Washington, May 29 : An ancient release of methane some 635 million years ago, which caused global warming and an ending of the last "snowball" ice age, might happen again in the future.
Research into this phenomenon was led by scientists funded by the National Science Foundation (NSF).
According to the research, an abrupt release of methane, a powerful greenhouse gas, from ice sheets that extended to Earth's low latitudes some 635 million years ago caused a dramatic shift in climate.
The shift triggered events that resulted in global warming and an ending of the last "snowball" ice age.
The researchers believe that the methane was released gradually at first and then very quickly from clathrates - methane ice that forms and stabilizes beneath ice sheets.
When the ice sheets became unstable, they collapsed, releasing pressure on the clathrates. The clathrates then began to de-gas.
"Our findings document an abrupt and catastrophic global warming that led from a very cold, seemingly stable climate state to a very warm, also stable, climate state, with no pause in between," said geologist Martin Kennedy of the University of California at Riverside (UCR), who led the research team.
According to Kennedy and colleagues, methane clathrate destabilization acted as a runaway feedback to increased global warming, and was the tipping point that ended the last snowball Earth.
The snowball Earth hypothesis posits that the Earth was covered from pole to pole in a thick sheet of ice for millions of years at a time.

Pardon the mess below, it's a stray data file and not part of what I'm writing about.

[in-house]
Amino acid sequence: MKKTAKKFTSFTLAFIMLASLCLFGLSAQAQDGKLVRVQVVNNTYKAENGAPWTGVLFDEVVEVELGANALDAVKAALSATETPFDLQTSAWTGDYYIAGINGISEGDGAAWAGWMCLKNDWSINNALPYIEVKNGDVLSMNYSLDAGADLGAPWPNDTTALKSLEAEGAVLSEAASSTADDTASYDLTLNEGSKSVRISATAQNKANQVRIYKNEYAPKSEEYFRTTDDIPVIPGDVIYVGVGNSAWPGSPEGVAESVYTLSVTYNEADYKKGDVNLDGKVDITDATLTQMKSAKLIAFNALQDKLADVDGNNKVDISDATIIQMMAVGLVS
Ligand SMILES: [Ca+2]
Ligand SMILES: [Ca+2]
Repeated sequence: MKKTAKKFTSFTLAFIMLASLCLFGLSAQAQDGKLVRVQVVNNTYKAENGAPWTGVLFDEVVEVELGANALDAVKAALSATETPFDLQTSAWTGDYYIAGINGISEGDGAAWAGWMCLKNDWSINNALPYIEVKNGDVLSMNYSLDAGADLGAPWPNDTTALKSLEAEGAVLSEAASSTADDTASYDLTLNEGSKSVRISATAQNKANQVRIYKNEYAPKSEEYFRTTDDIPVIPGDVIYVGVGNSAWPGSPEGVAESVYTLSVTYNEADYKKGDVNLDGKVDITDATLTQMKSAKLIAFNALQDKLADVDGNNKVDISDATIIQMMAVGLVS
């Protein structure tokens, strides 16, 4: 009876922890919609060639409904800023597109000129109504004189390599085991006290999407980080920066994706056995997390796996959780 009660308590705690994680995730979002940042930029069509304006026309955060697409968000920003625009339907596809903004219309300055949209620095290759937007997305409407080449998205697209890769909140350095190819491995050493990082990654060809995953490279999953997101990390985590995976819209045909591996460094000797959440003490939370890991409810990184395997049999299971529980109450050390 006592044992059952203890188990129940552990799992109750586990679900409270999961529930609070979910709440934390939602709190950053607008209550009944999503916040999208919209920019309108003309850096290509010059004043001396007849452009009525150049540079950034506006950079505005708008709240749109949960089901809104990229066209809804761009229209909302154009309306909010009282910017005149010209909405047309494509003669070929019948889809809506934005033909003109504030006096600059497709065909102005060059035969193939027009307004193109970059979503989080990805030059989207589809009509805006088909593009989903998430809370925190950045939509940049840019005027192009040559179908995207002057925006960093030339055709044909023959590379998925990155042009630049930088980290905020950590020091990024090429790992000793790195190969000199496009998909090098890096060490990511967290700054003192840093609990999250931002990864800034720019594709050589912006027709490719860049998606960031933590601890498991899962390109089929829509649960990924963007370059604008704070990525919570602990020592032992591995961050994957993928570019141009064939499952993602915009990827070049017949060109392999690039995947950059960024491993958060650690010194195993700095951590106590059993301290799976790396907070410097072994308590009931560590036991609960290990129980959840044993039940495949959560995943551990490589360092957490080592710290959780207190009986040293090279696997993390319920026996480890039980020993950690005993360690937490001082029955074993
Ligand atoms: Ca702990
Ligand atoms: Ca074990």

"Once methane was released at low latitudes from destabilization in front of the ice sheets, warming caused other clathrates to destabilize," Kennedy said.
Not all of Earth's methane was released millions of years ago. Methane clathrates are present today in Arctic permafrost and beneath the oceans at continental margins. They will remain dormant, unless triggered by warming.
This trigger is a major concern, according to Kennedy, because it's possible that very little warming could unleash this trapped methane.
Uncovering the methane reservoir could potentially warm the Earth tens of degrees, and the mechanism could be very rapid, he added.
"What we now need to know is the sensitivity of the trigger. How much forcing does it take to move from one stable state to the other, and are we approaching something like that today with current carbon dioxide warming?" said Kennedy.
"Today, we're conducting a global-scale experiment with Earth's climate system, and witnessing an unprecedented rate of warming, all with little or no knowledge of what instabilities lurk in the climate system and how they can influence life on Earth," he added.